This enhanced model gets two fresh features - but only if you go for one of the top engines. The Hybrid and the 3.0-litre V6 variants get 'Direct Adaptive Steering', billed as the world's first digital steering system. It's one of those set-ups that claim to vary steering asistance depending on the type of driving you're doing. These usually have something of an anaethetised feel but Infiniti claims to have created natural feedback here and says that it's fully customisable to the needs of the driver through the car's Drive Mode Selector system. The 3.0-litre V6 variant also gets 'DDS' 'Dynamic Digital Suspension', also adjustable through the Drive Mode settings. 'DDS' monitors body roll, pitch and bounce rate to restrain body motion for a comfortable, confident and insulated ride in all conditions, ensuring that bumps and undulating road conditions are absorbed to maintain flat body pressure.
Design and Build
There should be a well-established template for what makes a compact executive car and as far as dimensions go, that's pretty much the case: BMW's 3 Series is 462cm long, Audi's A4 is 473cm, Mercedes' C-Class is 467cm, Lexus' IS is 466cm and Infiniti's Q50 is 479cm. Beyond mere size, there's a lot of variance though. You'd never mistake the angular IS for the more architectural A4 for example. The Infiniti's front end even has a facsimile of the Lexus' spindle grille which seems an odd move. Having said that, the Q50 is far from a bad looking car. It just seems to have appropriated exterior design cues in a rather under-confident manner from its peers. It hangs together quite cohesively without ever expressing its own identity with any stridency.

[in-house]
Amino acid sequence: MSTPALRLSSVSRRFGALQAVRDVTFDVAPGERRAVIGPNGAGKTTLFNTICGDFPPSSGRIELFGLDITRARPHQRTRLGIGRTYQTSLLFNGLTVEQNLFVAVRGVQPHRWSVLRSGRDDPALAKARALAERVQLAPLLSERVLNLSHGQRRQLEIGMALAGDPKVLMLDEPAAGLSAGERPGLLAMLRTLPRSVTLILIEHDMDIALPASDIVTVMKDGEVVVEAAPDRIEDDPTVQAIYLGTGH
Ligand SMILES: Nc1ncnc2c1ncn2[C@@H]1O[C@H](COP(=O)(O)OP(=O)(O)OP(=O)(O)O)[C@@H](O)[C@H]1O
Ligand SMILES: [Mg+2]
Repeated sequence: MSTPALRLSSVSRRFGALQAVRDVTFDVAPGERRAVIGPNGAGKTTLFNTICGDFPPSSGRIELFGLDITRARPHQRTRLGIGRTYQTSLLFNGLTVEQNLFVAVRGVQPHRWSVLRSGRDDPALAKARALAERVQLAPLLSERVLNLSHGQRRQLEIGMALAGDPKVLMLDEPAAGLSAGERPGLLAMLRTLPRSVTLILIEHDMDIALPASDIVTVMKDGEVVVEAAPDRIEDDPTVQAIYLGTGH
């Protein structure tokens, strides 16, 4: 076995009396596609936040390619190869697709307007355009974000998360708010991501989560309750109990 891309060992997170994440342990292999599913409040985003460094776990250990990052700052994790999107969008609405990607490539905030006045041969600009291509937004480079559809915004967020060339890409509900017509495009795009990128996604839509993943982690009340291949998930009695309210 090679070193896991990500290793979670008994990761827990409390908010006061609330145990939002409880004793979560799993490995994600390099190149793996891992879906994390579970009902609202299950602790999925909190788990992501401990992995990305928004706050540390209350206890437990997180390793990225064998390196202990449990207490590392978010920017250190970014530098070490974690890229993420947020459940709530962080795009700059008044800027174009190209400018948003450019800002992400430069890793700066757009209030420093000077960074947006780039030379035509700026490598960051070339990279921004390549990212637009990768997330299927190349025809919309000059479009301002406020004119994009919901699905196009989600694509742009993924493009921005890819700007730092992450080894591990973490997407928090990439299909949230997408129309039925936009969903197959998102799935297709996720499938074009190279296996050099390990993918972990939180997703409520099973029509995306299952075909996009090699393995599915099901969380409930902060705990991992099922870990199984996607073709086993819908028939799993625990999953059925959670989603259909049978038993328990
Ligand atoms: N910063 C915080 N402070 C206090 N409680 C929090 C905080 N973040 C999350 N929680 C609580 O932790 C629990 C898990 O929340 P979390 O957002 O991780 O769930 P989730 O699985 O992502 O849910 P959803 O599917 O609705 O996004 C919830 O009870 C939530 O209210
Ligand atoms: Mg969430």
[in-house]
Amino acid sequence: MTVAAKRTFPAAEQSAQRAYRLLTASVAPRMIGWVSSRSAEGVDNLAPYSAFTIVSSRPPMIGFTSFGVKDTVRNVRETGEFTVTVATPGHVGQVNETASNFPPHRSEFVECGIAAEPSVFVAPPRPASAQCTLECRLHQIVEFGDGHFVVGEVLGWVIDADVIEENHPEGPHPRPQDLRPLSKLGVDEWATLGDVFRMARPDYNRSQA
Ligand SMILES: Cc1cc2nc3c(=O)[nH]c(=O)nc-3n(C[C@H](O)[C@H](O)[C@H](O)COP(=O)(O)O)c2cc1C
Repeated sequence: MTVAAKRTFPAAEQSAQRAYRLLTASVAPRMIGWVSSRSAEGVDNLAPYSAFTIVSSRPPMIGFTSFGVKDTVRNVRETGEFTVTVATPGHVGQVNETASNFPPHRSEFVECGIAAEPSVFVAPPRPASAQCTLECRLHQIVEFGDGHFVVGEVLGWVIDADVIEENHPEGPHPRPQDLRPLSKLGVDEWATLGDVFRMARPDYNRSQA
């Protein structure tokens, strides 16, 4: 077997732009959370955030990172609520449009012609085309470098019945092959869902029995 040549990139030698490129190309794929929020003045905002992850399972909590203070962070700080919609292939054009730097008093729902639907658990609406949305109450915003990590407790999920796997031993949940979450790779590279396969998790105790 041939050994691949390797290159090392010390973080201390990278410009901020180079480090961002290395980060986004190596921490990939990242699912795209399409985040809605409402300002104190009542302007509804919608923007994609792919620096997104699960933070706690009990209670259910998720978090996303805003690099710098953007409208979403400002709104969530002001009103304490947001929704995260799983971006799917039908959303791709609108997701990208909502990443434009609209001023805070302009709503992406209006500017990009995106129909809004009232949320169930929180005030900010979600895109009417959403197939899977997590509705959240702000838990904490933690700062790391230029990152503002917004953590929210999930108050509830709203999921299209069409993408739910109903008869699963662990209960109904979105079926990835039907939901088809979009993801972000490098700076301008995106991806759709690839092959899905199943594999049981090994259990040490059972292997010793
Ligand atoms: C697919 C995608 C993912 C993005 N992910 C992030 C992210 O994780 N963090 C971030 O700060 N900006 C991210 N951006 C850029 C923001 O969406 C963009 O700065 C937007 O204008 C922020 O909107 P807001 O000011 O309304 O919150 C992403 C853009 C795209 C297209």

Jump inside and it all looks rather Japanese - but Japanese in a good way. There's not the doughty austerity of a German car. Instead there's a twin clock binnacle, a steering wheel festooned with minor controls, two big LCD touch screens in the centre console and a wheel controller a la BMW iDrive/Audi MMS/Mercedes COMAND. As you'd expect, it seems immaculately screwed together and there's plenty of kit built into even the entry-level car. Never mind the 168bhp, these buttons aren't going to press themselves.
Market and Model
Prices start at around £29,000 for the diesel version and around £41,000 for the petrol/electric hybrid. Even the entry-level SE diesel model is rammed with standard equipment. A sampler? Try 17-inch alloy wheels and run-flat tyres, LED rear lights, scratch-shield paint, chrome-trimmed twin exhaust pipes and halogen daytime running lights. Then there's the six-speaker stereo with Bluetooth streaming, USB/iPod connectivity and voice-operation. Spend a bit more and you can upgrade to a Bose system with DAB radio.